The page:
US eyes tit-for-tat vs N. Korea – report

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In this photo taken on Saturday, March 9, 2013, the guided-missile destroyer USS Lassen (DDG 82) arrives to participate in the annual joint military exercises, dubbed Key Resolve, between South Korea and the United States, as South Korean navy sailors wave South Korean and U.S. national flags at a naval port in Donghae, South Korea. AP

WASHINGTON – The United States and South Korea have drawn up plans for a measured tit-for-tat response to North Korean actions, which will be limited in order to prevent an escalation to broader war, The New York Times reported.

Citing unnamed US officials, the newspaper late Sunday said the new “counter-provocation” plan is calling for an immediate but proportional “response in kind” to North Korea if it decides to launch a ground attack or a missile.

Under the plan, the source of any North Korean attack will be hit with similar weapons, the report said.

If the North Koreans were to shell a South Korean island that had military installations, the plan calls for the South to retaliate quickly with a barrage of artillery of similar intensity, the paper noted.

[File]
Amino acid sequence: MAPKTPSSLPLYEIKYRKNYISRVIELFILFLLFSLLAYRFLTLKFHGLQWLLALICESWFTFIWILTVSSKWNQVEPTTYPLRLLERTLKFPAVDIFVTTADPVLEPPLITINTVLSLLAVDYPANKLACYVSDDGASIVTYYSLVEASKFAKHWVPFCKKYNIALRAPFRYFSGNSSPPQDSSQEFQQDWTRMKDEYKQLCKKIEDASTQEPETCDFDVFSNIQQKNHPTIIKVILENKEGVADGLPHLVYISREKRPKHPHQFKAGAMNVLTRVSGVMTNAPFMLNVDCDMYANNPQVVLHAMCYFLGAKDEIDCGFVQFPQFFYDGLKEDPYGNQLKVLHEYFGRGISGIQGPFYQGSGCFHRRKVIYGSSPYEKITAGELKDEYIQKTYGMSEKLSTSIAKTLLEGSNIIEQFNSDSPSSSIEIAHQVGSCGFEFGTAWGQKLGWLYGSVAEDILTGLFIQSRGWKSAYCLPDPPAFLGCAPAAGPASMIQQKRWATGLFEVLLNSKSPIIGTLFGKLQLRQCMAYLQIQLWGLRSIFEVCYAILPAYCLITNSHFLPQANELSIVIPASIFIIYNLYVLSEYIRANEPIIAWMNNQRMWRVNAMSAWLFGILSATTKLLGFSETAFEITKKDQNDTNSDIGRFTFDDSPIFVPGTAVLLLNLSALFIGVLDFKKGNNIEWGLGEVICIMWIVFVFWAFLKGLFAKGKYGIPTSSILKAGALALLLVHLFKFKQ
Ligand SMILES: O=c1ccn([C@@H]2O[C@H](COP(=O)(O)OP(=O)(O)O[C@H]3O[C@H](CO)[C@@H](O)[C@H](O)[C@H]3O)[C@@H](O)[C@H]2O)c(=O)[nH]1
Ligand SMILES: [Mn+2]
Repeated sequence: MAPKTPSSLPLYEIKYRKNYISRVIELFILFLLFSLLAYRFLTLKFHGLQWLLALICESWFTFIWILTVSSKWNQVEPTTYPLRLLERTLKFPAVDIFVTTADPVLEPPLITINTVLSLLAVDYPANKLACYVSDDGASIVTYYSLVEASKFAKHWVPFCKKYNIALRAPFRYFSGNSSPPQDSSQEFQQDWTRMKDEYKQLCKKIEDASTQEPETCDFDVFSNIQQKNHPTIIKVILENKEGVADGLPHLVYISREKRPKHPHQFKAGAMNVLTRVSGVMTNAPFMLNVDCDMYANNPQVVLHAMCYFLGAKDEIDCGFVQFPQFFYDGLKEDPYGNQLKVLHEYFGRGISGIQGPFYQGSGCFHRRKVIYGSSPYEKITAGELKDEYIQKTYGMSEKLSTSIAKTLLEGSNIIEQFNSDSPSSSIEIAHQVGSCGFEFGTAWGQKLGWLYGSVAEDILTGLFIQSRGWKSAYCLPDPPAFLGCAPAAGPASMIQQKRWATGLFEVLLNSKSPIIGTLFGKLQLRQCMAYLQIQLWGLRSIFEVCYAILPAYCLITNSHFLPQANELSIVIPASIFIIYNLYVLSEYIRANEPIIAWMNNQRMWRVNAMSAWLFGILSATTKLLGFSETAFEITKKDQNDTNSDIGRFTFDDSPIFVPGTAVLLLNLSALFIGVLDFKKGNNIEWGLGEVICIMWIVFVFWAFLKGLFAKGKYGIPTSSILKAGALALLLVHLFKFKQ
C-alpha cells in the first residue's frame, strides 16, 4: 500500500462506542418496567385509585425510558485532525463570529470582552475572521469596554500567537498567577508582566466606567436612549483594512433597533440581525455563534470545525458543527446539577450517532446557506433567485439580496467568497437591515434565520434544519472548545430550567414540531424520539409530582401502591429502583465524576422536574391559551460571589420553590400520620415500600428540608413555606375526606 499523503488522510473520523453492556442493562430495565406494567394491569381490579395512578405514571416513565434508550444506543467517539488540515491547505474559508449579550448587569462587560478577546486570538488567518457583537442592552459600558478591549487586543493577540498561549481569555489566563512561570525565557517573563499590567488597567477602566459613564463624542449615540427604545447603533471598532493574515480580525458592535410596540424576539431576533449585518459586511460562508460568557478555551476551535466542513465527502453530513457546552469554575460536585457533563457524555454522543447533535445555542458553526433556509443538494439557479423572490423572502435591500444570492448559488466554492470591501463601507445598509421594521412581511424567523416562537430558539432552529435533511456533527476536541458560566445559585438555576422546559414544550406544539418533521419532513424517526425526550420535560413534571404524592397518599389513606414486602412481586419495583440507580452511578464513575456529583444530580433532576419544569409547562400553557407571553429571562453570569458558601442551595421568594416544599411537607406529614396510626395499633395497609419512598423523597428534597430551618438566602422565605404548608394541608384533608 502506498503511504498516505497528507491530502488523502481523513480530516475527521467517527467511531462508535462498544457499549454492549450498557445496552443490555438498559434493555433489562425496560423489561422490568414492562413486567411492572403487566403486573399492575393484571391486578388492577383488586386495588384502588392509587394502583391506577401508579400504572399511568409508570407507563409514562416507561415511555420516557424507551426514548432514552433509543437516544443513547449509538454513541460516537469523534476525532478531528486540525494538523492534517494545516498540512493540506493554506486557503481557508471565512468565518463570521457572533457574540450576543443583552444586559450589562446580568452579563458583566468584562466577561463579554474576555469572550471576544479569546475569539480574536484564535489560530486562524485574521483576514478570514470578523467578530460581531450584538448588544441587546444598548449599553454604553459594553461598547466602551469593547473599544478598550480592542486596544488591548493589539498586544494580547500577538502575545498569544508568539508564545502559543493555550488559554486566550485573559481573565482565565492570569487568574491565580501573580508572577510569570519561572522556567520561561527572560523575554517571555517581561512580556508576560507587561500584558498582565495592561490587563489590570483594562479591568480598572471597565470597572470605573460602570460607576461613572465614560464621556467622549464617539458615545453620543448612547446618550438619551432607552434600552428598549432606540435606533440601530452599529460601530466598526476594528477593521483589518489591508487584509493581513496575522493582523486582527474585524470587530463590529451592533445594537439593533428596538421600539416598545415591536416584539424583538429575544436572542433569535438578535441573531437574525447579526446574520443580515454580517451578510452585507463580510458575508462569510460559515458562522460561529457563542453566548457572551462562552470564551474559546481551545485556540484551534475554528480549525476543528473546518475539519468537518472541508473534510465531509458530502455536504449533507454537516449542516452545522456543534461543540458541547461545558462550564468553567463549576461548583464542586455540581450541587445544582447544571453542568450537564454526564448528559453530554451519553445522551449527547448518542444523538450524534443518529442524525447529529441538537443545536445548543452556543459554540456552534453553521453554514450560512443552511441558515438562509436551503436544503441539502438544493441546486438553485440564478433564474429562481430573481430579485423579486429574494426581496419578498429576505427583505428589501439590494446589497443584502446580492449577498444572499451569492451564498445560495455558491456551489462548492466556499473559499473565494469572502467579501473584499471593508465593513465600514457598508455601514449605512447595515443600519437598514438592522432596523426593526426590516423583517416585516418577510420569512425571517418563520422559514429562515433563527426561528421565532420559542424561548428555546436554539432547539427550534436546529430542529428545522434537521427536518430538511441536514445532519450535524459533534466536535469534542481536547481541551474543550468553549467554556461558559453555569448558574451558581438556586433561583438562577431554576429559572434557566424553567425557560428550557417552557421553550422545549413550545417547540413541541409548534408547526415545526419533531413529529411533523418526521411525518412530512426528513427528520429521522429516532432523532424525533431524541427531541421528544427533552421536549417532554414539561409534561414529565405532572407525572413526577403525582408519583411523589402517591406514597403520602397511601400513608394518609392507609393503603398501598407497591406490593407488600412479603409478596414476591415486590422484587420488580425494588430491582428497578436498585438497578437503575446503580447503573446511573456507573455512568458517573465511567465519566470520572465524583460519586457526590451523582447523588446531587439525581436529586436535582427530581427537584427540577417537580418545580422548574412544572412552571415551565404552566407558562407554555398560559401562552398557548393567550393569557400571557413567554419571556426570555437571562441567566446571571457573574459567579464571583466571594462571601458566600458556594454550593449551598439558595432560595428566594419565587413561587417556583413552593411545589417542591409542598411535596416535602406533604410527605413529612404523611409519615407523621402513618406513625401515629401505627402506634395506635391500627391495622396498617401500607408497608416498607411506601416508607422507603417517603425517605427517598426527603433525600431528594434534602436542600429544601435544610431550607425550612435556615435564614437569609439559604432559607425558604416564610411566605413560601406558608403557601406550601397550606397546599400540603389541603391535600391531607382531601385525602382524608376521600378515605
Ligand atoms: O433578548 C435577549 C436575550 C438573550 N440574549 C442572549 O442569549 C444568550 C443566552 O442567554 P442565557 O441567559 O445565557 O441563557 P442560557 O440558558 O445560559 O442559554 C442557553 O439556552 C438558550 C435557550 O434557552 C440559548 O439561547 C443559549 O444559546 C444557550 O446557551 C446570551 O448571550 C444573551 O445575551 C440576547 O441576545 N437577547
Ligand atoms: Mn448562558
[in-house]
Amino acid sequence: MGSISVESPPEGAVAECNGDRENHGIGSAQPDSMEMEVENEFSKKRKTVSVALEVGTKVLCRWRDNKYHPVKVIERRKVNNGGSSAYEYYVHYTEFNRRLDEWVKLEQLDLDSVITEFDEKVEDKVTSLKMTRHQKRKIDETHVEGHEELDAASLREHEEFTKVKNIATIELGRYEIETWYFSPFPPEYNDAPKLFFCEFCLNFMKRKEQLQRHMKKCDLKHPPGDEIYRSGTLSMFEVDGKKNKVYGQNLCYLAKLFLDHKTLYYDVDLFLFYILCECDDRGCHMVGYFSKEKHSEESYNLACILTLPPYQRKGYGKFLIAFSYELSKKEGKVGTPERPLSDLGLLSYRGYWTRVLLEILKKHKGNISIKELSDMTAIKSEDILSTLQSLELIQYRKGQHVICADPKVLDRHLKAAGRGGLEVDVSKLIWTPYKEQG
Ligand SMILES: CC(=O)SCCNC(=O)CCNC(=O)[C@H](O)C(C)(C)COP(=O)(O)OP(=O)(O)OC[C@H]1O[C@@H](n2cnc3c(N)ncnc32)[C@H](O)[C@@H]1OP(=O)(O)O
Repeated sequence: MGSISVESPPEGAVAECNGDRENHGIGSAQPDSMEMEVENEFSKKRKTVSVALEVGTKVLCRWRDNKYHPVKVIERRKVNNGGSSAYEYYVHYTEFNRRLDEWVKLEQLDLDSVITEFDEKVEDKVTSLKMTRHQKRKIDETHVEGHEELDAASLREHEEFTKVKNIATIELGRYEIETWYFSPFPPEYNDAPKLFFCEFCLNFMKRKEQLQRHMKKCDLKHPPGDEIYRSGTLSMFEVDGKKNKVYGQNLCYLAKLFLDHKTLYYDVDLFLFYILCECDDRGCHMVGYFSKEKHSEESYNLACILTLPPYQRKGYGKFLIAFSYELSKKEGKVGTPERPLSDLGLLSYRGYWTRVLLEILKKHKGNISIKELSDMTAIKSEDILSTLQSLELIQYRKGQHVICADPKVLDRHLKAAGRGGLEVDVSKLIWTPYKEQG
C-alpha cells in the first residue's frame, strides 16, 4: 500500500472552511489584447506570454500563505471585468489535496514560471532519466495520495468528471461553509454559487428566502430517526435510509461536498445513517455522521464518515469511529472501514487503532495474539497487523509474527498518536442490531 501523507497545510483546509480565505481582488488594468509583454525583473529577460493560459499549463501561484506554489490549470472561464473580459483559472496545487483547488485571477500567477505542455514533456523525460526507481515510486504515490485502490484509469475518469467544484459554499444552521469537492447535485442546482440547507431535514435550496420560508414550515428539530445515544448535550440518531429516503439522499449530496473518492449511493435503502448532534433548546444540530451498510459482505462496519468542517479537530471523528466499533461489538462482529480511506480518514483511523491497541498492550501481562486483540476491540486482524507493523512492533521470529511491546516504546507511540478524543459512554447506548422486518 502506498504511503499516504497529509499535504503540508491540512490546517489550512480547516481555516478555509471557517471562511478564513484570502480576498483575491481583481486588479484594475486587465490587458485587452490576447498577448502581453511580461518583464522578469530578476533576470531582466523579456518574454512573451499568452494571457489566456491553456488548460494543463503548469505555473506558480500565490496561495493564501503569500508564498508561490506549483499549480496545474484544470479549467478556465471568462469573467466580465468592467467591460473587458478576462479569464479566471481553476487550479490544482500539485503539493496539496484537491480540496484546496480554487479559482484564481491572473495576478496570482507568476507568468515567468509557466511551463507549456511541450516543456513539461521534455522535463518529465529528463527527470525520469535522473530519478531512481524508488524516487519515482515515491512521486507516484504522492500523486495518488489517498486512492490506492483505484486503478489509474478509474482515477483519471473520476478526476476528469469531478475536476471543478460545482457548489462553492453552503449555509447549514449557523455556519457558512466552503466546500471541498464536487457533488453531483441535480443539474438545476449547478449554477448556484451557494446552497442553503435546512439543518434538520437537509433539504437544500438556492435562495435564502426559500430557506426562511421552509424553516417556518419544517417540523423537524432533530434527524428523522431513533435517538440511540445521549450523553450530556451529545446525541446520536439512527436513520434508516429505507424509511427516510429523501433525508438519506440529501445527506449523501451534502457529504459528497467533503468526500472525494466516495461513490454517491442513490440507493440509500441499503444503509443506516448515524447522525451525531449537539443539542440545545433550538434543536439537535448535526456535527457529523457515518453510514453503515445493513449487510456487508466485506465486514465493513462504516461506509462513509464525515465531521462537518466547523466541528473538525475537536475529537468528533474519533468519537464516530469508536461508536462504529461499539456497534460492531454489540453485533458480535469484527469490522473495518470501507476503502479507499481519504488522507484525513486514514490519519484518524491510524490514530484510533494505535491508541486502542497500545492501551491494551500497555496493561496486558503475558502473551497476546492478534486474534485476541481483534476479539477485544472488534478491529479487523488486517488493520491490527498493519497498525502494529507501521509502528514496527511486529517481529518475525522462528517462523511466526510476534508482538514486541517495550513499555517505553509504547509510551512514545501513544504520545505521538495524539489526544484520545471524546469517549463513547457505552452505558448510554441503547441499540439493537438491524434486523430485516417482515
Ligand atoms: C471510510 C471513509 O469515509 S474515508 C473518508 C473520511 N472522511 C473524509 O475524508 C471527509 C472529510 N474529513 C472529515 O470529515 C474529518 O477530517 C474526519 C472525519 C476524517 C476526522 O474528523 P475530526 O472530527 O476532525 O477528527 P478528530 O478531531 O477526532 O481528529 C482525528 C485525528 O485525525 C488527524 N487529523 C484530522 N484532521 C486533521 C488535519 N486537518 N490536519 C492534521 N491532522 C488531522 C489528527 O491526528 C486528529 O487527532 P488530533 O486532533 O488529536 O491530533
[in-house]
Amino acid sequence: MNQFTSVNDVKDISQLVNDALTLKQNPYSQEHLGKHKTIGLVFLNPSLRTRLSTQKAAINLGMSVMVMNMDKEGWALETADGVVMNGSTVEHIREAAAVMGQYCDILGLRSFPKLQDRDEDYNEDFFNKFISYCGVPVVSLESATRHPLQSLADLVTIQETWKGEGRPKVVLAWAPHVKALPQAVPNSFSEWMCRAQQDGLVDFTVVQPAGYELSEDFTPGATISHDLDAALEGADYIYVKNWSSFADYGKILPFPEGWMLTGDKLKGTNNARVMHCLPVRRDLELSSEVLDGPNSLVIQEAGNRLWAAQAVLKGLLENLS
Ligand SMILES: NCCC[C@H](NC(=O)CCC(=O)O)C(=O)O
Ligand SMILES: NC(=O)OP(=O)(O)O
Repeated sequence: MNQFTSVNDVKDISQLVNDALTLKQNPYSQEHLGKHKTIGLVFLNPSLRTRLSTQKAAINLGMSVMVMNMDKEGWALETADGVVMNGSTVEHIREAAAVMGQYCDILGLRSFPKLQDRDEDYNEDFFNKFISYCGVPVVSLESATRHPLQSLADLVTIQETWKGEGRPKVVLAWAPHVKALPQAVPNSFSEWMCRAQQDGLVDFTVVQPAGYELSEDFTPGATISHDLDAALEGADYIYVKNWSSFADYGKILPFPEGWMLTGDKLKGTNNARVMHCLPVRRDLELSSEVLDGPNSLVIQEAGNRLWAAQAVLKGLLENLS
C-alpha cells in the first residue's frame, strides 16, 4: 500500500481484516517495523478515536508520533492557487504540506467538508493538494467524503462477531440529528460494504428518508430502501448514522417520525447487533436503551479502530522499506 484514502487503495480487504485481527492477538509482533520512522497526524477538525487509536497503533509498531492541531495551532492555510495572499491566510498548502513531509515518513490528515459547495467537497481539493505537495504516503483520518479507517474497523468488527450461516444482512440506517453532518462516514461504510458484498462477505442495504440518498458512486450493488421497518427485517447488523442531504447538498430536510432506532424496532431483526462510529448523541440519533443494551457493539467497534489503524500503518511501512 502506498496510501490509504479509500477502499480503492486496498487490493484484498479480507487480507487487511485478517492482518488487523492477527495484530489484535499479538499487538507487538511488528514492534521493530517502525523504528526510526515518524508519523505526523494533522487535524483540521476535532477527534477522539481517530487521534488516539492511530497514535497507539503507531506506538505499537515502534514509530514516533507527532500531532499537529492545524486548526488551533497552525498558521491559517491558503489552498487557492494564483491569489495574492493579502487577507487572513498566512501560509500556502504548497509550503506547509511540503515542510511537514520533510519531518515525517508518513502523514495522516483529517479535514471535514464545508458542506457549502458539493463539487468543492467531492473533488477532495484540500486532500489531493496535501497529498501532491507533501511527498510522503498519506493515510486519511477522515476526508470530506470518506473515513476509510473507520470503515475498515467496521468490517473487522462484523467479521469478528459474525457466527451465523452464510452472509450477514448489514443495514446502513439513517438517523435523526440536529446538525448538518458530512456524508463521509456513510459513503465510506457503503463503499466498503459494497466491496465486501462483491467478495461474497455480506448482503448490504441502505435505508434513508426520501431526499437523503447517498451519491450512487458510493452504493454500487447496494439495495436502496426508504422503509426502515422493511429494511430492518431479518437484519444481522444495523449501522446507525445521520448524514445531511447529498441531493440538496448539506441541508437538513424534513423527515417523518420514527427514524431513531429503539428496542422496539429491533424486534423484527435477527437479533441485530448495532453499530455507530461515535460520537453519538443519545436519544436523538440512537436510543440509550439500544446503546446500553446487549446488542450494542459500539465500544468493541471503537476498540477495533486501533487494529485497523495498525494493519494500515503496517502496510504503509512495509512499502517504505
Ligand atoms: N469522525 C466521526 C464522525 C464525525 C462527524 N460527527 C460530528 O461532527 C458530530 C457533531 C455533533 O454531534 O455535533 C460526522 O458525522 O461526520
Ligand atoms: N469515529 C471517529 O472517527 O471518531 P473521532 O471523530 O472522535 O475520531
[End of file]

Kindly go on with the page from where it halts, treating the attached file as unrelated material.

Kim Jang-Soo, chief national security adviser to South Korea President Park Geun-Hye, said Sunday that North Korea may test-launch a missile this week, as the United States delayed its own missile test due to soaring tensions on the peninsula.

Kim said a test-launch or other provocation could come before or after Wednesday, the date by which the North has suggested that diplomats leave Pyongyang.

If the North launches one of its new Musudan missiles, Pentagon officials said they would be ready to calculate its trajectory within seconds and try to shoot it down if it appeared headed toward impact in South Korea, Japan or Guam, The Times said.

But they planned to do nothing if it were headed toward open water, even if it went over Japan, the paper added.

According to The Times, the officials doubted that North Korean new leader Kim Jung-un would risk aiming the missile at the United States or its allies.

US President Barack Obama has ruled out striking at the missiles while they are on their launchers unless there is evidence they are being fitted with nuclear warheads, which intelligence officials doubt North Korea yet possesses, the paper said.

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